Figure 1
figure 1

Study enrolment overview.

Mbale district has a population of 720,000, predominantly Bagisu people, with 90% living in rural areas and being subsistence farmers. The overall literacy rate is 64% for men and 49% for women [19]. Uganda has an estimated national HIV-prevalence of 7.5% in women aged 15 – 49 years (2005) [20].

The first survey was a community-based study conducted in 2003 and included 793 randomly-selected caretaker-infant pairs from urban and rural areas in Mbale district [21]. The infants were 0 – 11 months old. Owing to non-responses (n = 30) and incomplete data (n = 36), 727 mother-infant pairs remained in the analysis. The recruitment and selection procedures have been reported previously [21]. We did not collect information about the mothers' HIV status. These participants are referred to as "general-population mothers."

The second survey was conducted in 2005 and included 240 mother-child pairs. This study was performed in collaboration with The Aids Support Organisation (TASO) [22]. TASO is a non-governmental organisation working for HIV-positive people in Uganda. It provides counselling, information, support and medical treatment for HIV-positive people. The mothers were approached through TASO-Mbale, including their outreach clinics in Mbale district and adjacent areas. The children were 0 – 23 months old. Comparisons of infants were made with corresponding age-groups in the general population. Consecutive sampling was used to recruit these participants. All the mothers approached agreed to participate in the study. Five mother-infant pairs were excluded from analysis owing to missing information or to the child being at least 24 months old. All women recruited through TASO were known to have HIV-positive status and are described as HIV-positive mothers in this study.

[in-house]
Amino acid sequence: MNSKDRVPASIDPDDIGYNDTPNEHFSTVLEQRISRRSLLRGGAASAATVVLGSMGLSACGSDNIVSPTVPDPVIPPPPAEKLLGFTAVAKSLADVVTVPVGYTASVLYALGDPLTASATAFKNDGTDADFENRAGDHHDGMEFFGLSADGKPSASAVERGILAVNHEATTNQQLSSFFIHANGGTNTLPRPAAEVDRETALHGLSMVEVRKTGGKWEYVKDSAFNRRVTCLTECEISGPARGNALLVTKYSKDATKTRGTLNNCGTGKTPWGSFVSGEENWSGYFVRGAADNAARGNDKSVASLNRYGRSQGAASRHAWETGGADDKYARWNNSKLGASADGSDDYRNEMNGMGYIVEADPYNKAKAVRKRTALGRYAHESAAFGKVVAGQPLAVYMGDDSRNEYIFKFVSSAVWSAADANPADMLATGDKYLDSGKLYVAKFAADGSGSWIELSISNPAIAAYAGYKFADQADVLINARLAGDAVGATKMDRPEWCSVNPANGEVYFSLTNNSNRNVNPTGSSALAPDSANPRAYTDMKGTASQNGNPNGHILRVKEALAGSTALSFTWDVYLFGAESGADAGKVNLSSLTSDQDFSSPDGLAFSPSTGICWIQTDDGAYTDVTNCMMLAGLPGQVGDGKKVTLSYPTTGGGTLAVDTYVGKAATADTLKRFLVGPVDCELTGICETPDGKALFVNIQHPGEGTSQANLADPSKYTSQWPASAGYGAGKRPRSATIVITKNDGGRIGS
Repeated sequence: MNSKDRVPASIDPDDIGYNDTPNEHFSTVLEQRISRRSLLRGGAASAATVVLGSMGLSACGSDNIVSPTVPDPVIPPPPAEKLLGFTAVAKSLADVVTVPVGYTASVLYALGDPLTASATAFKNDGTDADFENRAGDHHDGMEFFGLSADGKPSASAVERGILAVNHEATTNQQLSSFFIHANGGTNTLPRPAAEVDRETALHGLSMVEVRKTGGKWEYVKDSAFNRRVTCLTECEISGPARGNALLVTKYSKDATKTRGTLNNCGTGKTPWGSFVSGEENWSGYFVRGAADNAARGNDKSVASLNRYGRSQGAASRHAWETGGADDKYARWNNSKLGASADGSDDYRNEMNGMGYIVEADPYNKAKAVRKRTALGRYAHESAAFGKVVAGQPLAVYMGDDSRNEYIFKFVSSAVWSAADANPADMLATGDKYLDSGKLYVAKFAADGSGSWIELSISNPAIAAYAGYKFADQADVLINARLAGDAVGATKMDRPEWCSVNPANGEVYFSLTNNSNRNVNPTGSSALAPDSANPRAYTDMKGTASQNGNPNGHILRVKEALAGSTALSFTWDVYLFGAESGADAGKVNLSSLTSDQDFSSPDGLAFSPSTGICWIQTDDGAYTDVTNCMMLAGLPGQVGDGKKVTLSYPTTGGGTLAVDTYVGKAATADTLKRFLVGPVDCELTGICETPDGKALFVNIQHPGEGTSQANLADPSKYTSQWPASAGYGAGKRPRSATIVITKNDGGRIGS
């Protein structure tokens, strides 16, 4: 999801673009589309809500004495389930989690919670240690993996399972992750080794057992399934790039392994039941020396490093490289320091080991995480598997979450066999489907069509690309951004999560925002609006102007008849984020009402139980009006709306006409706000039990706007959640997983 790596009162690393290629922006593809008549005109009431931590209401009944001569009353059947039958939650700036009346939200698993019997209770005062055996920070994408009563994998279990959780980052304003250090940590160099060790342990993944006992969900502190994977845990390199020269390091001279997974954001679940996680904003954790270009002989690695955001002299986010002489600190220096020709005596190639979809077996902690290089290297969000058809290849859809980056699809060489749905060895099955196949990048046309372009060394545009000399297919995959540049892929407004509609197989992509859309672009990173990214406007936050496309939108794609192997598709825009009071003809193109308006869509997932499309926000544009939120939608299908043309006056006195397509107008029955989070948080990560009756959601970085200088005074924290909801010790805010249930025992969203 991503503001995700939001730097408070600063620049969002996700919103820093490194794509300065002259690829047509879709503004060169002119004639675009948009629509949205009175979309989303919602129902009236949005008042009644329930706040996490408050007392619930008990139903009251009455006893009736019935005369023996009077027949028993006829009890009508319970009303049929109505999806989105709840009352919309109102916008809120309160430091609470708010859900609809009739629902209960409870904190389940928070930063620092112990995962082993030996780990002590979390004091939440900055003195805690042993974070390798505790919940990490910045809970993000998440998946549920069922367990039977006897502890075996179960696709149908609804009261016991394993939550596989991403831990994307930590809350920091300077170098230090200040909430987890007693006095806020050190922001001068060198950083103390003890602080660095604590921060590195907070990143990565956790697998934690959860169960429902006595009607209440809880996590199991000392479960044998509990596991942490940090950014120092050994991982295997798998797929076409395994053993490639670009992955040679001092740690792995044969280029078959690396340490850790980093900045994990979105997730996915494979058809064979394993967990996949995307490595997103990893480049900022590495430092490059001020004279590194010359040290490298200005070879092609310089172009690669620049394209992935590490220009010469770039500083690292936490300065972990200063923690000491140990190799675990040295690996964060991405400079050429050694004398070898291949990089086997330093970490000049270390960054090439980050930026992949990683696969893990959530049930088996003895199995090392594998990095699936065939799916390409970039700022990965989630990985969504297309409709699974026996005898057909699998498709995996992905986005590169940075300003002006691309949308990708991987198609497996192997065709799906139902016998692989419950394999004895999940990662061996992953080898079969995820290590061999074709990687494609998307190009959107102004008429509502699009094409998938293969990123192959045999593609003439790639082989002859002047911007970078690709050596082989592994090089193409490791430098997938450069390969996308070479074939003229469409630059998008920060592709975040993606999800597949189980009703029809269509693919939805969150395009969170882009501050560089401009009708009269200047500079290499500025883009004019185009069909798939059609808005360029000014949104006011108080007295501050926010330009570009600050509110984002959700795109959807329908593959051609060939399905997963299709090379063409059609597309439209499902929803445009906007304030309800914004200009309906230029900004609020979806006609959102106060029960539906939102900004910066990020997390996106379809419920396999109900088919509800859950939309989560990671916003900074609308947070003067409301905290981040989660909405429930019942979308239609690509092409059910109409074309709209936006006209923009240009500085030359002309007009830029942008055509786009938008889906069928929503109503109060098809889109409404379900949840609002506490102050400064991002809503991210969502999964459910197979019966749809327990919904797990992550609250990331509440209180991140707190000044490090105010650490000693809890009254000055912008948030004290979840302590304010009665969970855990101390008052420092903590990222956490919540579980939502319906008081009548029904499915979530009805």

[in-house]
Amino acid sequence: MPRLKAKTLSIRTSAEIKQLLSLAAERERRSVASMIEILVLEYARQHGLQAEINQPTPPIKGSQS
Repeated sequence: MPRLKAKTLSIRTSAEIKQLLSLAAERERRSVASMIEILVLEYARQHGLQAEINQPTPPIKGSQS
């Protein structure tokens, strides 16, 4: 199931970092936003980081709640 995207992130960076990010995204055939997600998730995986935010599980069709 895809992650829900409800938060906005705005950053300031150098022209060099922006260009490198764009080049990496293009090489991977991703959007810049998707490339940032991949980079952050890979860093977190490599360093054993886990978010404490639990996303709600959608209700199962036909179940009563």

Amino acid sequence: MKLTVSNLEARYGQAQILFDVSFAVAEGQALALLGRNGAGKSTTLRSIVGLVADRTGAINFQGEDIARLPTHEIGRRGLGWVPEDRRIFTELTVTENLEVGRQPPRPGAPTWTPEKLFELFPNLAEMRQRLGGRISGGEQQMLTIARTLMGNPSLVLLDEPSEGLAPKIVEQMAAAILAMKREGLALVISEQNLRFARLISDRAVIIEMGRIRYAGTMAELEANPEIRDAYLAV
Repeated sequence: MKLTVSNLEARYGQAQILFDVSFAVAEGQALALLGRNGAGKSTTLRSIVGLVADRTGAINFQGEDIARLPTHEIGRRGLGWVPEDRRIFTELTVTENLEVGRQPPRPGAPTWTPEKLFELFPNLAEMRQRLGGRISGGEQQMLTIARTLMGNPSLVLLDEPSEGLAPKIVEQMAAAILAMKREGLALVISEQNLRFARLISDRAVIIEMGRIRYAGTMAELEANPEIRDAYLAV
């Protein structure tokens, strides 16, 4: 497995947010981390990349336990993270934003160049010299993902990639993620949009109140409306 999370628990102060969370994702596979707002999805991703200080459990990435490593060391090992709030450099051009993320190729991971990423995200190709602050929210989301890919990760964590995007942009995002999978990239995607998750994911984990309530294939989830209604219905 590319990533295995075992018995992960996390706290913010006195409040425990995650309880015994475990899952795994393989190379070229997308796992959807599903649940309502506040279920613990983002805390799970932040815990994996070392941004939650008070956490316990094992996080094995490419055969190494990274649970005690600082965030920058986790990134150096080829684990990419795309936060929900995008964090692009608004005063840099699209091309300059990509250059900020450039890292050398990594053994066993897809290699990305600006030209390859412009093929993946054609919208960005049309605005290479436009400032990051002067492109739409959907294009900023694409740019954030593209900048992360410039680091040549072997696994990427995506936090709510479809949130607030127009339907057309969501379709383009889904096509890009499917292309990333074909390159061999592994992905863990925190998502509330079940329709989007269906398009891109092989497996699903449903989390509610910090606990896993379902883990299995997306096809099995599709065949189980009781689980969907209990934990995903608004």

Data from both surveys were merged yielding a total of 962 mothers-infants pairs for analysis. There were no case overlaps between the two cross-sectional studies.